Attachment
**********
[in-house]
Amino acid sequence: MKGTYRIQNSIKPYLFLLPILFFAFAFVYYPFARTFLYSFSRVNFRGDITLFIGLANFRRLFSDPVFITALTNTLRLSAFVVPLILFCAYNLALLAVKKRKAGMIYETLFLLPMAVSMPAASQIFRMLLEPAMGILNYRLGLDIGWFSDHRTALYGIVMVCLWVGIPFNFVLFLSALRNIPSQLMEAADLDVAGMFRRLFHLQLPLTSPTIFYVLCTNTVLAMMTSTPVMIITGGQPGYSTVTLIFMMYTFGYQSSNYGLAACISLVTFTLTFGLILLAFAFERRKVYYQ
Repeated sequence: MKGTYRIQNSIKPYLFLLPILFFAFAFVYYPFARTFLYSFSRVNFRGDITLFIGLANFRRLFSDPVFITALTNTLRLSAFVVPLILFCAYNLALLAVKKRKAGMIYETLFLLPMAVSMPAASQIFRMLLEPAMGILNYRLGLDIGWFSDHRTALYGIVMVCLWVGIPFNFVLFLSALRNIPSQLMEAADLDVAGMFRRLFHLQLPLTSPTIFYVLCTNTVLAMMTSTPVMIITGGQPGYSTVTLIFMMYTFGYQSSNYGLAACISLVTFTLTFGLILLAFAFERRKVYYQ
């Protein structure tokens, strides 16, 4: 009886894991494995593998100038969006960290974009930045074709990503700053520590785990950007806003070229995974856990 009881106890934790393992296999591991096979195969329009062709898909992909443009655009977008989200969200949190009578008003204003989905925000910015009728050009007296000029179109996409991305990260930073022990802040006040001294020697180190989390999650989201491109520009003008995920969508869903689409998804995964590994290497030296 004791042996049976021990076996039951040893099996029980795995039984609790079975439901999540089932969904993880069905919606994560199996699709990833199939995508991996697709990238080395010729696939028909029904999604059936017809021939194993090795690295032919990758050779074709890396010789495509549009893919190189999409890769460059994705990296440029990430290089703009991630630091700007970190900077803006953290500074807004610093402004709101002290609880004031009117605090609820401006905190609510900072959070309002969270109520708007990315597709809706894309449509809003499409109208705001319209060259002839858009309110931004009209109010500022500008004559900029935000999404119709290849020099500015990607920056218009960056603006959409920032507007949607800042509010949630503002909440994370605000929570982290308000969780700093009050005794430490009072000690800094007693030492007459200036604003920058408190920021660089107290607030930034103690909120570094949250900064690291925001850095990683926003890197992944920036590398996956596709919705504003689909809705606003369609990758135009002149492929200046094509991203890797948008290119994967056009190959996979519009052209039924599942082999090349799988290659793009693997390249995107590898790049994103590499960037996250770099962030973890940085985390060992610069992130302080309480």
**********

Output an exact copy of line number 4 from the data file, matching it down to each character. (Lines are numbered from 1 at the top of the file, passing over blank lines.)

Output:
């Protein structure tokens, strides 16, 4: 009886894991494995593998100038969006960290974009930045074709990503700053520590785990950007806003070229995974856990 009881106890934790393992296999591991096979195969329009062709898909992909443009655009977008989200969200949190009578008003204003989905925000910015009728050009007296000029179109996409991305990260930073022990802040006040001294020697180190989390999650989201491109520009003008995920969508869903689409998804995964590994290497030296 004791042996049976021990076996039951040893099996029980795995039984609790079975439901999540089932969904993880069905919606994560199996699709990833199939995508991996697709990238080395010729696939028909029904999604059936017809021939194993090795690295032919990758050779074709890396010789495509549009893919190189999409890769460059994705990296440029990430290089703009991630630091700007970190900077803006953290500074807004610093402004709101002290609880004031009117605090609820401006905190609510900072959070309002969270109520708007990315597709809706894309449509809003499409109208705001319209060259002839858009309110931004009209109010500022500008004559900029935000999404119709290849020099500015990607920056218009960056603006959409920032507007949607800042509010949630503002909440994370605000929570982290308000969780700093009050005794430490009072000690800094007693030492007459200036604003920058408190920021660089107290607030930034103690909120570094949250900064690291925001850095990683926003890197992944920036590398996956596709919705504003689909809705606003369609990758135009002149492929200046094509991203890797948008290119994967056009190959996979519009052209039924599942082999090349799988290659793009693997390249995107590898790049994103590499960037996250770099962030973890940085985390060992610069992130302080309480």